Wednesday, April 30, 2014

Summer School Is For Suckers

Take online classes instead

Students looking for ways to get a cheaper, faster college degree will inevitably run up against the suggestion that they enroll in summer school. And until recently that wasn't terrible advice. Taking advantage of lower off-season tuition offered by many schools or cheap classes at your hometown community college was a perfectly good way to clear out some less glamorous requirements and account for your summer without having to work too hard.

With desperately low on-time graduation rates—only about 38 percent of students at so-called four-year colleges actually manage to make it out in four years, according to the latest figures from the National Center for Education Statistics—almost every college student should be thinking about ways to keep on track for graduation. And with 2012 graduates carrying an average debt load of nearly $30,000 according to the Project on Student Debt, looking for education bargains is a good idea as well.

But frugal freshmen aren't doing themselves any favors by planning to spend their summers flip-flopping through the cool linoleum-lined halls of the nation's community colleges. Summer school is depressing and wasteful, with a high opportunity cost. Savvy educational bargain hunters should take courses online instead.

Legend has it that summer vacation originates deep America’s agricultural past. The young and strong were needed to work on the farm, the story goes, so the only option was to put academic instruction on hold during the fertile months. The fact that this myth is so tenacious shows just how far we have come from those pastoral roots. Farm work is heaviest in the spring and fall. Midsummer is a (relative) lull, perfect for working on the 3 Rs.

In fact, summer vacation (as P.J. O’Rourke so eloquently noted) has its roots deep in piles of horse crap. As urbanization got underway, the primary source of horsepower was still actual horses. City streets became unbearably gross in the heat, leading all sensible well-off people to flee to the countryside in warm weather. Combine that with lack of air conditioning and fear of spreading disease, and summer vacation suddenly makes a lot of sense. Modern college students face a greater risk of running into bullshit on campus than horse crap in the streets. Yet the weird tradition of summers off lives on.

Meanwhile, the dog days have become part of the rat race. Internships and summer jobs are just as important as your academic record when it comes time to sell yourself for wages. And if you can't land a competitive (under)paid gig checking Facebook and fetching coffee, you'd better at least find a way to go build a house or two for poor people somewhere exotic so that you can write movingly about it in a grad school application or cover letter later on.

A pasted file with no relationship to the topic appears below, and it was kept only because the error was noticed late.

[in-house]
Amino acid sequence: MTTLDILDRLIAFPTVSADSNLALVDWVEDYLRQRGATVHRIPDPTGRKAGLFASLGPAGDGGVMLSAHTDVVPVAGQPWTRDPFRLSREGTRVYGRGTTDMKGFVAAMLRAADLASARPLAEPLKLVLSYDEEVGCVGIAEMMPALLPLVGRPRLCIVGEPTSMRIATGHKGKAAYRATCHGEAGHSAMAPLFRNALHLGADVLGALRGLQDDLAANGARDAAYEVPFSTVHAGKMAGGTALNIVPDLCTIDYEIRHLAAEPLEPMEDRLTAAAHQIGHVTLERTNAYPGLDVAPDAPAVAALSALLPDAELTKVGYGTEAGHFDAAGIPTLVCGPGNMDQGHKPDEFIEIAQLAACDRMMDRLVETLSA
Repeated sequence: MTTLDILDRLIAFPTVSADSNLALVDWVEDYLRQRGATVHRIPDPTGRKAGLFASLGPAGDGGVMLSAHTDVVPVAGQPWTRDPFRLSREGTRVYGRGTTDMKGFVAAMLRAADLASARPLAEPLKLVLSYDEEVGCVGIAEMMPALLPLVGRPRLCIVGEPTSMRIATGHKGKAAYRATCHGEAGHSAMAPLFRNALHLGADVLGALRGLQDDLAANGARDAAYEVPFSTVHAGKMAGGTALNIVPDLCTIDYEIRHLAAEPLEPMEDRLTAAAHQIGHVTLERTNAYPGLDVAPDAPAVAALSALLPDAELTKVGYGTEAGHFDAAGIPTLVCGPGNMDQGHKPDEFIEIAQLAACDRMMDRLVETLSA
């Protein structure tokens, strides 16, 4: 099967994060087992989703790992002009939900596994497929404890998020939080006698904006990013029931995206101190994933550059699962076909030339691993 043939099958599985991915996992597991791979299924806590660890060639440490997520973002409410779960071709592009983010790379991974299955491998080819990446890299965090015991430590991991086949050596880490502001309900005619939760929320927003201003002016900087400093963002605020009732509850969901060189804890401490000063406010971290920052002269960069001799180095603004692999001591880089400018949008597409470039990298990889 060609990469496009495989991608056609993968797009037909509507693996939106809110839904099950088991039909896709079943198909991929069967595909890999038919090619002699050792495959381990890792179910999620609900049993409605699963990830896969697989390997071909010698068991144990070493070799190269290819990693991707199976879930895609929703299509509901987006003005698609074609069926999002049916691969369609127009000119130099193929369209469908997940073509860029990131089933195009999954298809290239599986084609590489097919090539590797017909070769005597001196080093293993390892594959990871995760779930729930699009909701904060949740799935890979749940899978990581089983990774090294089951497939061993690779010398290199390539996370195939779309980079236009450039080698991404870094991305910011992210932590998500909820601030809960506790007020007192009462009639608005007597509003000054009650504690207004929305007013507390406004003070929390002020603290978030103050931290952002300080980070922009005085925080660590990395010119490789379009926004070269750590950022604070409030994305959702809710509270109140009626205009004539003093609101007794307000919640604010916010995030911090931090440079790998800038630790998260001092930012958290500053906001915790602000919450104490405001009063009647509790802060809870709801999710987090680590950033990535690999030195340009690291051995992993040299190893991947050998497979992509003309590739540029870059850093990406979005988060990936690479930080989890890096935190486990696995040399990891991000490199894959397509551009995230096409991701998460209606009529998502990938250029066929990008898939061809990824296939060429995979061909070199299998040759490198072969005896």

As long as tuition keeps skyrocketing and graduation rates continue to wallow in the mud, though, the advice to grab some additional credits at a discount rate is still solid. There's just no reason to do it instead of making bank, building skills, or doing good.

"With the online revolution in education, there's no reason to pay name brand prices for generic courses when store brands will suffice." That’s the advice from the admittedly biased folks at StraighterLine, which offers college courses online for a $99 sign-up fee plus about $50 for each course. They also have a clever setup to help you transfer those credits into the bricks and mortar academic world.

State university systems increasingly offer online options that may save you the hassle of transferring credits if you're already inside the network.

And there's no need to go exclusively down-market. Harvard would love to have you come burnish your resume (and improve their bottom line). The Cantabs claim an impressive pedigree for their summer offerings: "Begun in 1871, our program is the oldest academic summer program in the United States and continues today to offer a unique opportunity for intellectual exploration and cultural enrichment through the remarkable resources of Harvard University," but hasten to note that "your transcript will not indicate if a course was completed online or on campus."

So go find a haystack to laze in while you keep one eye on the livestock and one eye on your iPad.  Graduation rates are low and student loans are high, but a little summer online learning might help you avoid becoming a statistic.


Wisconsin School Changes Pledge of Allegiance

Madison East High School in Wisconsin has taken a few artistic liberties with the Pledge of Allegiance: they've switched the line "Under God" to "Under peace."

"Just last month, Samantha Murphy, a brave high school junior at Madison East High School, emailed me. In her freshman year, Madison East did not offer the Pledge every morning. Her family decided to talk to the principal and school board, reminding them that it is a state law to offer the Pledge every day. They pointed out Wisconsin State Statute Chapter 118, Section 6, which states “Every public school shall offer the pledge of allegiance or the national anthem in grades one to 12 each school day.”